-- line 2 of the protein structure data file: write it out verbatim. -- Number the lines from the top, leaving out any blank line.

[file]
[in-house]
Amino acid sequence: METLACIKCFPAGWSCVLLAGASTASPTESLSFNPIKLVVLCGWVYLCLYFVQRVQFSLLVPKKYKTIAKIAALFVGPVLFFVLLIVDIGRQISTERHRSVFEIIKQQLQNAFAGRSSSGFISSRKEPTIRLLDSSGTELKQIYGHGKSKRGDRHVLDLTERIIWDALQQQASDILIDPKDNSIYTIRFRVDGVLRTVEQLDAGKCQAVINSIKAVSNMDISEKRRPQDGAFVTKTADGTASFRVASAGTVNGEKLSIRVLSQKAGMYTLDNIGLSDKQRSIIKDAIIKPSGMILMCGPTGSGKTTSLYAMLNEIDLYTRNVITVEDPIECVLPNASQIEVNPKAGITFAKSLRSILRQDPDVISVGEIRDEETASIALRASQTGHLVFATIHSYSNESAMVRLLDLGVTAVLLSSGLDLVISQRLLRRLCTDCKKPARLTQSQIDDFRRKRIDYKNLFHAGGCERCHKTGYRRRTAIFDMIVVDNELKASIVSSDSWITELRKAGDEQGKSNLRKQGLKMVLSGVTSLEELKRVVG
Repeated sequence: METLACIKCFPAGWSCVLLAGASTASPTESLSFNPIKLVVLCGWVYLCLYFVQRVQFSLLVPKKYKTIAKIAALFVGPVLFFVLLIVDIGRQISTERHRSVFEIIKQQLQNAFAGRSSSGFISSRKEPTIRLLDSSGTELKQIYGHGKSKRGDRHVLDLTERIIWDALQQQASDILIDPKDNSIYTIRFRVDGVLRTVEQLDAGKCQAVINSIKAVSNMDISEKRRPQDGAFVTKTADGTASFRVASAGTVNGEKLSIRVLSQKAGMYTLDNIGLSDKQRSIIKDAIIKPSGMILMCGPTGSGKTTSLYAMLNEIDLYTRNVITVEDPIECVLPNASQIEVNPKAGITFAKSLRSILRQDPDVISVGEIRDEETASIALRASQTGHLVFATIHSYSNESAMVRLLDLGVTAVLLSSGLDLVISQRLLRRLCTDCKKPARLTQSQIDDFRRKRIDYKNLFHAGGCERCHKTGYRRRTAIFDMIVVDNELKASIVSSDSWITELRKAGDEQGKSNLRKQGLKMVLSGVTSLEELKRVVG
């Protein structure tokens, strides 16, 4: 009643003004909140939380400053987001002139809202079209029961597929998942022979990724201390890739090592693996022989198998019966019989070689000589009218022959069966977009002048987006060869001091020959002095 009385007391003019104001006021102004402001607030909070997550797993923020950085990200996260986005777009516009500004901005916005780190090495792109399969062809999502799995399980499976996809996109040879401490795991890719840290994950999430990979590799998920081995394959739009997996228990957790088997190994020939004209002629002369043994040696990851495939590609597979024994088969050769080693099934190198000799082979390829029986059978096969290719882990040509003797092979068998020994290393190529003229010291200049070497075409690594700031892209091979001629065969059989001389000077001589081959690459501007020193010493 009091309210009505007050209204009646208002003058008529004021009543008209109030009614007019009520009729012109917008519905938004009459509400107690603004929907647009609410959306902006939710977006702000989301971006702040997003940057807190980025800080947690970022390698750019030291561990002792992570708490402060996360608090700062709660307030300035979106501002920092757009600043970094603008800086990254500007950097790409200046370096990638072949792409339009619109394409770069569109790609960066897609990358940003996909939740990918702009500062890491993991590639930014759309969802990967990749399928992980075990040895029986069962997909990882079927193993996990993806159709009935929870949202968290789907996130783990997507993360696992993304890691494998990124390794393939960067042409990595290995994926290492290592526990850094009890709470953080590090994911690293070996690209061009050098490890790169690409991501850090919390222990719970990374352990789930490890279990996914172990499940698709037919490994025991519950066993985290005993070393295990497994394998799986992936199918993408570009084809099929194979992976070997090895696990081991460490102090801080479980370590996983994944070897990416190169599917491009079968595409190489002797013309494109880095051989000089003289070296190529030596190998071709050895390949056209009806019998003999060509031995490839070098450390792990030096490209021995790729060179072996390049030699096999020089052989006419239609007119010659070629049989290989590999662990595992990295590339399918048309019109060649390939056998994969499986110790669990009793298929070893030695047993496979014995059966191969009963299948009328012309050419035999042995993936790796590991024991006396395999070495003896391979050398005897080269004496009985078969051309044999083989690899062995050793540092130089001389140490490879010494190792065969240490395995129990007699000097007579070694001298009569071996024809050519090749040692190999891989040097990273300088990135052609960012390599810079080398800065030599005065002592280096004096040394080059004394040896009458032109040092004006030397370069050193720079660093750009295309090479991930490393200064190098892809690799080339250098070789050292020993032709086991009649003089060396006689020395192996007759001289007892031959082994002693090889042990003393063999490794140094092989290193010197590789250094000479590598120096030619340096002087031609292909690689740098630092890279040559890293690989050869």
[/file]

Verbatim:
Amino acid sequence: METLACIKCFPAGWSCVLLAGASTASPTESLSFNPIKLVVLCGWVYLCLYFVQRVQFSLLVPKKYKTIAKIAALFVGPVLFFVLLIVDIGRQISTERHRSVFEIIKQQLQNAFAGRSSSGFISSRKEPTIRLLDSSGTELKQIYGHGKSKRGDRHVLDLTERIIWDALQQQASDILIDPKDNSIYTIRFRVDGVLRTVEQLDAGKCQAVINSIKAVSNMDISEKRRPQDGAFVTKTADGTASFRVASAGTVNGEKLSIRVLSQKAGMYTLDNIGLSDKQRSIIKDAIIKPSGMILMCGPTGSGKTTSLYAMLNEIDLYTRNVITVEDPIECVLPNASQIEVNPKAGITFAKSLRSILRQDPDVISVGEIRDEETASIALRASQTGHLVFATIHSYSNESAMVRLLDLGVTAVLLSSGLDLVISQRLLRRLCTDCKKPARLTQSQIDDFRRKRIDYKNLFHAGGCERCHKTGYRRRTAIFDMIVVDNELKASIVSSDSWITELRKAGDEQGKSNLRKQGLKMVLSGVTSLEELKRVVG